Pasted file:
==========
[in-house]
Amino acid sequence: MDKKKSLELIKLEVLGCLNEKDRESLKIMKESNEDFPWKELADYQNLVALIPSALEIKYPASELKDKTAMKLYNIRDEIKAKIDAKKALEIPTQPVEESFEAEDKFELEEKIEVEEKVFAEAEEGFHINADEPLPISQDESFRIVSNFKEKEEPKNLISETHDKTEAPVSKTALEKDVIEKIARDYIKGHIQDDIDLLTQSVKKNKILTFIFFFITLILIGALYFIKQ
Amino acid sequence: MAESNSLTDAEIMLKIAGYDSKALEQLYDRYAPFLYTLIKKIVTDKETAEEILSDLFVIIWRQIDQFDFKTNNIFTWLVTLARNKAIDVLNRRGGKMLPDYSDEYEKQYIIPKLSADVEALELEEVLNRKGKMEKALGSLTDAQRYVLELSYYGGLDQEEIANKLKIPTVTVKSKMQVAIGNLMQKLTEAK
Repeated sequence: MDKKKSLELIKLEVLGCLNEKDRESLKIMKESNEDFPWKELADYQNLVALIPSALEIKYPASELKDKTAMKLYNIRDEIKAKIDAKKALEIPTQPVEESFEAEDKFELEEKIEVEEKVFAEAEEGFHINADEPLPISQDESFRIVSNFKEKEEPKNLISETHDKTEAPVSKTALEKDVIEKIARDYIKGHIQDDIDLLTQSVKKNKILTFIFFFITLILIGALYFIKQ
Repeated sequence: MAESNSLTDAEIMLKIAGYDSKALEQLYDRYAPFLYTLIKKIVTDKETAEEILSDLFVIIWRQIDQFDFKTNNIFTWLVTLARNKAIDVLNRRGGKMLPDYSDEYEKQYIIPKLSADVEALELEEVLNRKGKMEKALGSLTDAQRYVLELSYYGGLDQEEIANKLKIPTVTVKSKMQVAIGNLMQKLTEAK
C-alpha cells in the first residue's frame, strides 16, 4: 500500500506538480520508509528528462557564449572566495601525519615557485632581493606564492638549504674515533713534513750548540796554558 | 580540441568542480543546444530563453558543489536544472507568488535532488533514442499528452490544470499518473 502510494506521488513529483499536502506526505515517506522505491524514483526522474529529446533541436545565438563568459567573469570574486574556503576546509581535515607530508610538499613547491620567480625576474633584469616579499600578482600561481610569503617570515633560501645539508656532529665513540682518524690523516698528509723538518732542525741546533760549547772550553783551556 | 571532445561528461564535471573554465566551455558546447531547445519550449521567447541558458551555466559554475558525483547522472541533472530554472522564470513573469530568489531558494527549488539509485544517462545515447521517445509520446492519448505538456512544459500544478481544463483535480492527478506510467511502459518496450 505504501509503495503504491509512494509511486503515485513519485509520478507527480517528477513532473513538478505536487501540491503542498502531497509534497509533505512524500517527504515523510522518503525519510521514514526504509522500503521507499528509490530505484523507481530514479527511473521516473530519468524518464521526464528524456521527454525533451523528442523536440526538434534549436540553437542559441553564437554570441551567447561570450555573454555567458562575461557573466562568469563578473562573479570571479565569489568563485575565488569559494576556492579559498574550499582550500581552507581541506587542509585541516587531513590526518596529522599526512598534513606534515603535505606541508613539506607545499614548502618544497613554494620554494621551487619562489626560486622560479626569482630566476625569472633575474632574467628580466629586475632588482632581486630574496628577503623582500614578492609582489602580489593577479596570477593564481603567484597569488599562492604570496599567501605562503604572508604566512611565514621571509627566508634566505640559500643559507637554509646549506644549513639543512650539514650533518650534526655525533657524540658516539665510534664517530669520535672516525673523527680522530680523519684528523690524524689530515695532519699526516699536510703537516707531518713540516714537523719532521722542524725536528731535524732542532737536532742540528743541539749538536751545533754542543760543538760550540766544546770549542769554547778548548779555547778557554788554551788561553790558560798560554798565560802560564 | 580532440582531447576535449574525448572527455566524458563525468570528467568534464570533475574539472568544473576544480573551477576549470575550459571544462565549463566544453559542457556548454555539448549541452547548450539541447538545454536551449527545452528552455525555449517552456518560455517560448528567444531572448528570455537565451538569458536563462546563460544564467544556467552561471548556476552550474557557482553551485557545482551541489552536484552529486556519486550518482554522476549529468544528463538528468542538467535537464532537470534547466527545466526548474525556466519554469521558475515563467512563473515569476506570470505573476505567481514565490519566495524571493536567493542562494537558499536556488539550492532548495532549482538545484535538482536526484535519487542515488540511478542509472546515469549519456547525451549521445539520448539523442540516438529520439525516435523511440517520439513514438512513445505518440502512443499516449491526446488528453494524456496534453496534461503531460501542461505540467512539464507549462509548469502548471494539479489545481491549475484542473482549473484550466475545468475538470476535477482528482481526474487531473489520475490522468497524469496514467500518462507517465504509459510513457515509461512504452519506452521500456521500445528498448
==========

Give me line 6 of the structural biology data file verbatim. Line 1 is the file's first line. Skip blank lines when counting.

C-alpha cells in the first residue's frame, strides 16, 4: 500500500506538480520508509528528462557564449572566495601525519615557485632581493606564492638549504674515533713534513750548540796554558 | 580540441568542480543546444530563453558543489536544472507568488535532488533514442499528452490544470499518473 502510494506521488513529483499536502506526505515517506522505491524514483526522474529529446533541436545565438563568459567573469570574486574556503576546509581535515607530508610538499613547491620567480625576474633584469616579499600578482600561481610569503617570515633560501645539508656532529665513540682518524690523516698528509723538518732542525741546533760549547772550553783551556 | 571532445561528461564535471573554465566551455558546447531547445519550449521567447541558458551555466559554475558525483547522472541533472530554472522564470513573469530568489531558494527549488539509485544517462545515447521517445509520446492519448505538456512544459500544478481544463483535480492527478506510467511502459518496450 505504501509503495503504491509512494509511486503515485513519485509520478507527480517528477513532473513538478505536487501540491503542498502531497509534497509533505512524500517527504515523510522518503525519510521514514526504509522500503521507499528509490530505484523507481530514479527511473521516473530519468524518464521526464528524456521527454525533451523528442523536440526538434534549436540553437542559441553564437554570441551567447561570450555573454555567458562575461557573466562568469563578473562573479570571479565569489568563485575565488569559494576556492579559498574550499582550500581552507581541506587542509585541516587531513590526518596529522599526512598534513606534515603535505606541508613539506607545499614548502618544497613554494620554494621551487619562489626560486622560479626569482630566476625569472633575474632574467628580466629586475632588482632581486630574496628577503623582500614578492609582489602580489593577479596570477593564481603567484597569488599562492604570496599567501605562503604572508604566512611565514621571509627566508634566505640559500643559507637554509646549506644549513639543512650539514650533518650534526655525533657524540658516539665510534664517530669520535672516525673523527680522530680523519684528523690524524689530515695532519699526516699536510703537516707531518713540516714537523719532521722542524725536528731535524732542532737536532742540528743541539749538536751545533754542543760543538760550540766544546770549542769554547778548548779555547778557554788554551788561553790558560798560554798565560802560564 | 580532440582531447576535449574525448572527455566524458563525468570528467568534464570533475574539472568544473576544480573551477576549470575550459571544462565549463566544453559542457556548454555539448549541452547548450539541447538545454536551449527545452528552455525555449517552456518560455517560448528567444531572448528570455537565451538569458536563462546563460544564467544556467552561471548556476552550474557557482553551485557545482551541489552536484552529486556519486550518482554522476549529468544528463538528468542538467535537464532537470534547466527545466526548474525556466519554469521558475515563467512563473515569476506570470505573476505567481514565490519566495524571493536567493542562494537558499536556488539550492532548495532549482538545484535538482536526484535519487542515488540511478542509472546515469549519456547525451549521445539520448539523442540516438529520439525516435523511440517520439513514438512513445505518440502512443499516449491526446488528453494524456496534453496534461503531460501542461505540467512539464507549462509548469502548471494539479489545481491549475484542473482549473484550466475545468475538470476535477482528482481526474487531473489520475490522468497524469496514467500518462507517465504509459510513457515509461512504452519506452521500456521500445528498448